Dori Brown died June 7th, 2011 at the age of 43. She battled acute leukemia for four years, having a stem cell transplant that extended her life measurably. Unfortunately, the leukemia came back and she couldn’t get another transplant because she couldn’t get back into remission.
I never met Dori, but we are part of a sisterhood of leukemia and transplant. I came to know Dori through her husband’s blog, runfordori.blogspot.com. Jim wrote about how running helped him cope with Dori’s illness. He ran for Team in Training, raising funds for blood cancer research. He also wrote about his love of good food and wine, his children Kathryn and Will, his dog Pepper and the trials and tribulations of being a man in the 21st century. Jim revealed his frustrations with himself and with life’s challenges. A deeply religious man, he had a faith that was always apparent, but never forced. You could pray for Dori, or not. He wanted that connection, but didn't require it of his readers.
You can say I know Jim better than I knew Dori. But Jim is how I came to know this warm-spirited, big-hearted woman with an amazing smile. Dori liked to hike with her family. She raised money for cancer research. She became a Teaching Fellow after her transplant. I called Dori one day to ask her about the program, which I too had applied for and been accepted into. This is the only time we spoke personally. She gave me good advice, advice that meant more coming from a fellow survivor.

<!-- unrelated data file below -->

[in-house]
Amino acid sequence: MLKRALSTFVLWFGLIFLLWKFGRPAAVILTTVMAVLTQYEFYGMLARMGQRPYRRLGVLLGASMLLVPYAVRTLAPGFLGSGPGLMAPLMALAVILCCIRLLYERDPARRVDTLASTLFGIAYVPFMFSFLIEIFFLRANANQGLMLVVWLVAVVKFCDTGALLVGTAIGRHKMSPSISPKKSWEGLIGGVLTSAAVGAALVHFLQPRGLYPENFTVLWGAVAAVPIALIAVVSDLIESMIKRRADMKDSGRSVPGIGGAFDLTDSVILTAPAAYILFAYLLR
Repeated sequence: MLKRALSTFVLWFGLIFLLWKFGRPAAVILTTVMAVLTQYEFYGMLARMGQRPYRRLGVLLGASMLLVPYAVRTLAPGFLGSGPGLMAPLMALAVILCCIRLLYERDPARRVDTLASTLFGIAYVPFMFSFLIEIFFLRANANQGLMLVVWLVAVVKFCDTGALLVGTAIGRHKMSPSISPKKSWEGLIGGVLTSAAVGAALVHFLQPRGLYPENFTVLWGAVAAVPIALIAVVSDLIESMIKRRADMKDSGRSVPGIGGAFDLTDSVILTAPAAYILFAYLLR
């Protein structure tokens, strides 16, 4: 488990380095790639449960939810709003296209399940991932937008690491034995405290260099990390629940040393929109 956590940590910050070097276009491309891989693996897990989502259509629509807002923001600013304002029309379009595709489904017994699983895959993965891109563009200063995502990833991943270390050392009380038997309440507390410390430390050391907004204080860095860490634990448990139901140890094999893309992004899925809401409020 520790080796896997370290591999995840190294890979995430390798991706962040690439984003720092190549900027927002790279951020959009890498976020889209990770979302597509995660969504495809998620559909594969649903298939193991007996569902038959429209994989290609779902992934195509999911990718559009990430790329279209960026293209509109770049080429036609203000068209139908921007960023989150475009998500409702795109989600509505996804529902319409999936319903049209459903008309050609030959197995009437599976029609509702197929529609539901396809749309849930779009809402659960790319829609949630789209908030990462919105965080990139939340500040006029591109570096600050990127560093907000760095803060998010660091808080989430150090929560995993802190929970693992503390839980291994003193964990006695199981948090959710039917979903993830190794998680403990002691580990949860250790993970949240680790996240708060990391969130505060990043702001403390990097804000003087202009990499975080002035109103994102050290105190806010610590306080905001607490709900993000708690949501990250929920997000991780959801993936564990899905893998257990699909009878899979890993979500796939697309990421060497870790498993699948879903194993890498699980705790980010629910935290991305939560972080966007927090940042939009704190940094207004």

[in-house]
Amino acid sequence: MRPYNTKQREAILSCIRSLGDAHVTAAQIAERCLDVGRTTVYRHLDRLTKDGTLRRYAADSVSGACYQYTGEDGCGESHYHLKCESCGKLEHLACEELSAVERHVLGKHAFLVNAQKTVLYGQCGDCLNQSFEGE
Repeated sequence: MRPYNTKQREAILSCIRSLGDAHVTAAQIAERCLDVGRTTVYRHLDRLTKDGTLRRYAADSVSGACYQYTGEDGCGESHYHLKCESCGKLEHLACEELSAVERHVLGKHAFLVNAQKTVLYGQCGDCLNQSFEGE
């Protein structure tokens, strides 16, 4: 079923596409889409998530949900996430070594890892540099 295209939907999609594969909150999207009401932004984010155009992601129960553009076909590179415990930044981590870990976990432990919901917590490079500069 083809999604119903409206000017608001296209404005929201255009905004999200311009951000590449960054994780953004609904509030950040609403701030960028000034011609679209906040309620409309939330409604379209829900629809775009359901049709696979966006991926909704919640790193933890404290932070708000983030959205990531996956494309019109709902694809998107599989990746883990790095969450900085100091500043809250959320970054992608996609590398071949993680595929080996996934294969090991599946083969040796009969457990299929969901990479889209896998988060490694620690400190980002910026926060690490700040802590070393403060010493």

Dori fought the good fight, a fight I well understand. The worst part of the struggle isn’t the nausea, the pain, the fear, the boredom. The worst part is the mental anguish that comes from watching loved ones worry. Leaving this life is hard; leaving your family and friends exquisite torture.
I think about you a lot, my friend, especially as I run. I hope my little effort to raise funds for the Leukemia and Lymphoma Society bears fruit in the future, putting an end to this disease. Your smiling face will be on my race jersey as I make my way through the streets of New York, lighting the way.